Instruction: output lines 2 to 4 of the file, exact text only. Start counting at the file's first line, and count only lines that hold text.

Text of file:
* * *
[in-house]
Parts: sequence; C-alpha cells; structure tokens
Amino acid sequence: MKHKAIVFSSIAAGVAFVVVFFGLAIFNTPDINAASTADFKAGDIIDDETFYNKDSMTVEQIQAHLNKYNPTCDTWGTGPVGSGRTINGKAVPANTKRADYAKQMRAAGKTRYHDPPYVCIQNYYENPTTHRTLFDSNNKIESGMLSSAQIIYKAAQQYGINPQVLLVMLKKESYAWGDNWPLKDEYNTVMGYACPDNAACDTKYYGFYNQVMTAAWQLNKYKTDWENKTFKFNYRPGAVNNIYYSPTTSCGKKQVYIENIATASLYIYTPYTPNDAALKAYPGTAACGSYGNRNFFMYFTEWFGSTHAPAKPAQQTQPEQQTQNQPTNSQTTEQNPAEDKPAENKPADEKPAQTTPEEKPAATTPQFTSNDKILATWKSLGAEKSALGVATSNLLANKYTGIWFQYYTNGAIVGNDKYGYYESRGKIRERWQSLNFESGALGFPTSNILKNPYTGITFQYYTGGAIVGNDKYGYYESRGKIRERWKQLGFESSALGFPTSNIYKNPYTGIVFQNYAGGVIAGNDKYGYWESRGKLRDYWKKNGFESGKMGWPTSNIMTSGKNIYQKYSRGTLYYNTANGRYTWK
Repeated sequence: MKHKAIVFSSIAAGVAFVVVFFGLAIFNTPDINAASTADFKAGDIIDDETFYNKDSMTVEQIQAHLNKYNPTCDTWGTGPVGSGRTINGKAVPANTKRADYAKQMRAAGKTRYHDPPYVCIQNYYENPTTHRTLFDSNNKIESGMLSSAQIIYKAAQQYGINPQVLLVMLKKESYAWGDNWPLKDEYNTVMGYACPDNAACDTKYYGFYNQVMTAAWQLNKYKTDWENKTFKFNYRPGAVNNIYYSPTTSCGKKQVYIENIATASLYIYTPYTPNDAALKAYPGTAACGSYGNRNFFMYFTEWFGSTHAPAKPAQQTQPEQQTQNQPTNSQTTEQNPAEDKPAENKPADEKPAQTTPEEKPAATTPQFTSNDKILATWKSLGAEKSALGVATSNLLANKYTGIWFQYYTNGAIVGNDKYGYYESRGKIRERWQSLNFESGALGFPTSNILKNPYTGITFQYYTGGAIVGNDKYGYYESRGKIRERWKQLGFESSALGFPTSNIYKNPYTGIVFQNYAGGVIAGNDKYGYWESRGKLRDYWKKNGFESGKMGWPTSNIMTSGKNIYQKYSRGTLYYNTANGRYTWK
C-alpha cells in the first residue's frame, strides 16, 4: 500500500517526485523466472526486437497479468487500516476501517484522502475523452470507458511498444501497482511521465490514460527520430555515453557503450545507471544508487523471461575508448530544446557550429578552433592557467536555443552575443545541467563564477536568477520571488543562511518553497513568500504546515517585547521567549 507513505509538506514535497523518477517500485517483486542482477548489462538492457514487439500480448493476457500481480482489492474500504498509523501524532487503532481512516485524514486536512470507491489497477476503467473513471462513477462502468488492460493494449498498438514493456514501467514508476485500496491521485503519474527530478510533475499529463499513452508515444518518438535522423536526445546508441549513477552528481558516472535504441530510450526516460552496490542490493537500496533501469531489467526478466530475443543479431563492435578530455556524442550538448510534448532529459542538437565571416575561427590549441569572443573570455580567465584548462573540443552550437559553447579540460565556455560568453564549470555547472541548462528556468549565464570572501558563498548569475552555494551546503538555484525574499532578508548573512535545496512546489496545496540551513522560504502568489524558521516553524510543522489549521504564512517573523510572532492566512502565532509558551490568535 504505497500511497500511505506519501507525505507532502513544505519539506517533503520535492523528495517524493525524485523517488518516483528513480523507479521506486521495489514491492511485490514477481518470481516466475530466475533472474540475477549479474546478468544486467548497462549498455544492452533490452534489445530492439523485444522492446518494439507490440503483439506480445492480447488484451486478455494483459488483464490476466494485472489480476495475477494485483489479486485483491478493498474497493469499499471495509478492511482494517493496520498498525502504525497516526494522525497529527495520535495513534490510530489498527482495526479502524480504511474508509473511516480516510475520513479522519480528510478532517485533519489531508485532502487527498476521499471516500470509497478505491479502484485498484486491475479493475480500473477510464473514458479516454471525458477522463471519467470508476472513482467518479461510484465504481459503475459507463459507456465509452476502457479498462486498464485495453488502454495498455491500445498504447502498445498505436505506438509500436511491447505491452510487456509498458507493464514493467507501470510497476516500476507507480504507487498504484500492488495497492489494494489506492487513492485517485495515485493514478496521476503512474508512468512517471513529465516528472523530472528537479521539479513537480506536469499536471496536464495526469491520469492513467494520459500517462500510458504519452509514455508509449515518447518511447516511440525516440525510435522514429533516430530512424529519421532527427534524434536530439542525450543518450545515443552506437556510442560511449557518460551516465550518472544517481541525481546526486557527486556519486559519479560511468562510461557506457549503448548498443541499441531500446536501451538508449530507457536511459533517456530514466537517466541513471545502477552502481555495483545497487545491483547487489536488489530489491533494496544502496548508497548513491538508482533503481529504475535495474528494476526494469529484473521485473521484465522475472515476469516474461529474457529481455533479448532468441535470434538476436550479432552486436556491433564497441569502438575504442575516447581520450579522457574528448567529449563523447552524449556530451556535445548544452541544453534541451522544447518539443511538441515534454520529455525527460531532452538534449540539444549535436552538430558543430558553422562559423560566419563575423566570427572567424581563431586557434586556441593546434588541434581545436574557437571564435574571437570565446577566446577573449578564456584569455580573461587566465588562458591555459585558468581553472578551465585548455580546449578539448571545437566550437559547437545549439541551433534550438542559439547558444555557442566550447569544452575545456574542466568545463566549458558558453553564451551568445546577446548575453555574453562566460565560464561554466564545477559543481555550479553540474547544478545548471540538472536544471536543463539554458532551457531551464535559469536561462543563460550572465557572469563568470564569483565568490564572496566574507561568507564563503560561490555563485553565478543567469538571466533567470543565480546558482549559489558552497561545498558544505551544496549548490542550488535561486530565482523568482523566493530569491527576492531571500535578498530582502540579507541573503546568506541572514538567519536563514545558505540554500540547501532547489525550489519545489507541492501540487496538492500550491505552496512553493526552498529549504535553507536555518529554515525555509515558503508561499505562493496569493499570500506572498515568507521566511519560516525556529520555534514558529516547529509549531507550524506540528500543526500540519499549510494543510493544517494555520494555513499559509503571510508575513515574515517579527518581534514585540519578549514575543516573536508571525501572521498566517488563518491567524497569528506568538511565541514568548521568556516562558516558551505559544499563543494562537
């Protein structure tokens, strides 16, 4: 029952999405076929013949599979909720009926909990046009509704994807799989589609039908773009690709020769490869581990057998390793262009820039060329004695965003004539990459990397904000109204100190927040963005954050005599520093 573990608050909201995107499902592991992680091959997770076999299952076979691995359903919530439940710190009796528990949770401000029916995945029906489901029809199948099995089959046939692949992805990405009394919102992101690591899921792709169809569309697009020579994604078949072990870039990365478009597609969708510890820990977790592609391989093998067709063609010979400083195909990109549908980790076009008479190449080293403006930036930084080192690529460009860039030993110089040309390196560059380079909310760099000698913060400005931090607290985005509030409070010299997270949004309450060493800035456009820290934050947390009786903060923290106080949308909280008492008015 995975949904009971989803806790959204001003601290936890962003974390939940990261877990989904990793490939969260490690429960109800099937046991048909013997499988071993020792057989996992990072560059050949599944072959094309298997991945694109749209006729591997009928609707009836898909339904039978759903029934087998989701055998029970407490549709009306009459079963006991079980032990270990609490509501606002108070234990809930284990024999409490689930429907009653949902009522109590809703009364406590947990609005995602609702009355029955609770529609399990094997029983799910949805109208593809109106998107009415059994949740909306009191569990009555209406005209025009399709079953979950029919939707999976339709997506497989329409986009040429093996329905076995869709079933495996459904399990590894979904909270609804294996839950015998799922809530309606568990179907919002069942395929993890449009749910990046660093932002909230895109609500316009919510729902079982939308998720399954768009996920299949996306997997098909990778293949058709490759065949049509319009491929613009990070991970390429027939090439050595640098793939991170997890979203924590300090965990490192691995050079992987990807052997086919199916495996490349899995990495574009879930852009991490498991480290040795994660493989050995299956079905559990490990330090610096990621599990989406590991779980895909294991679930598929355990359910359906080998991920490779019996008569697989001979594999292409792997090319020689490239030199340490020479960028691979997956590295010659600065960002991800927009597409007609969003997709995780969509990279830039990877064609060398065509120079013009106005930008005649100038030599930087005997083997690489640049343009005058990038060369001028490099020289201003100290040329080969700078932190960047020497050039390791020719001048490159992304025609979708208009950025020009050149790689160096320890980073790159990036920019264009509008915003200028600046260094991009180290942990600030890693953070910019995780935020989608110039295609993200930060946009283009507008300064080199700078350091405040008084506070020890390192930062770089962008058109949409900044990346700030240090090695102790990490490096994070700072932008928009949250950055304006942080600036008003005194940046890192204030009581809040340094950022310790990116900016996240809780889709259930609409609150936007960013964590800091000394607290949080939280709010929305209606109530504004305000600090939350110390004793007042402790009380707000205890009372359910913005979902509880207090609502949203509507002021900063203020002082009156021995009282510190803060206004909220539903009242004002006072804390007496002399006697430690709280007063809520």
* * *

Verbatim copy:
Parts: sequence; C-alpha cells; structure tokens
Amino acid sequence: MKHKAIVFSSIAAGVAFVVVFFGLAIFNTPDINAASTADFKAGDIIDDETFYNKDSMTVEQIQAHLNKYNPTCDTWGTGPVGSGRTINGKAVPANTKRADYAKQMRAAGKTRYHDPPYVCIQNYYENPTTHRTLFDSNNKIESGMLSSAQIIYKAAQQYGINPQVLLVMLKKESYAWGDNWPLKDEYNTVMGYACPDNAACDTKYYGFYNQVMTAAWQLNKYKTDWENKTFKFNYRPGAVNNIYYSPTTSCGKKQVYIENIATASLYIYTPYTPNDAALKAYPGTAACGSYGNRNFFMYFTEWFGSTHAPAKPAQQTQPEQQTQNQPTNSQTTEQNPAEDKPAENKPADEKPAQTTPEEKPAATTPQFTSNDKILATWKSLGAEKSALGVATSNLLANKYTGIWFQYYTNGAIVGNDKYGYYESRGKIRERWQSLNFESGALGFPTSNILKNPYTGITFQYYTGGAIVGNDKYGYYESRGKIRERWKQLGFESSALGFPTSNIYKNPYTGIVFQNYAGGVIAGNDKYGYWESRGKLRDYWKKNGFESGKMGWPTSNIMTSGKNIYQKYSRGTLYYNTANGRYTWK
Repeated sequence: MKHKAIVFSSIAAGVAFVVVFFGLAIFNTPDINAASTADFKAGDIIDDETFYNKDSMTVEQIQAHLNKYNPTCDTWGTGPVGSGRTINGKAVPANTKRADYAKQMRAAGKTRYHDPPYVCIQNYYENPTTHRTLFDSNNKIESGMLSSAQIIYKAAQQYGINPQVLLVMLKKESYAWGDNWPLKDEYNTVMGYACPDNAACDTKYYGFYNQVMTAAWQLNKYKTDWENKTFKFNYRPGAVNNIYYSPTTSCGKKQVYIENIATASLYIYTPYTPNDAALKAYPGTAACGSYGNRNFFMYFTEWFGSTHAPAKPAQQTQPEQQTQNQPTNSQTTEQNPAEDKPAENKPADEKPAQTTPEEKPAATTPQFTSNDKILATWKSLGAEKSALGVATSNLLANKYTGIWFQYYTNGAIVGNDKYGYYESRGKIRERWQSLNFESGALGFPTSNILKNPYTGITFQYYTGGAIVGNDKYGYYESRGKIRERWKQLGFESSALGFPTSNIYKNPYTGIVFQNYAGGVIAGNDKYGYWESRGKLRDYWKKNGFESGKMGWPTSNIMTSGKNIYQKYSRGTLYYNTANGRYTWK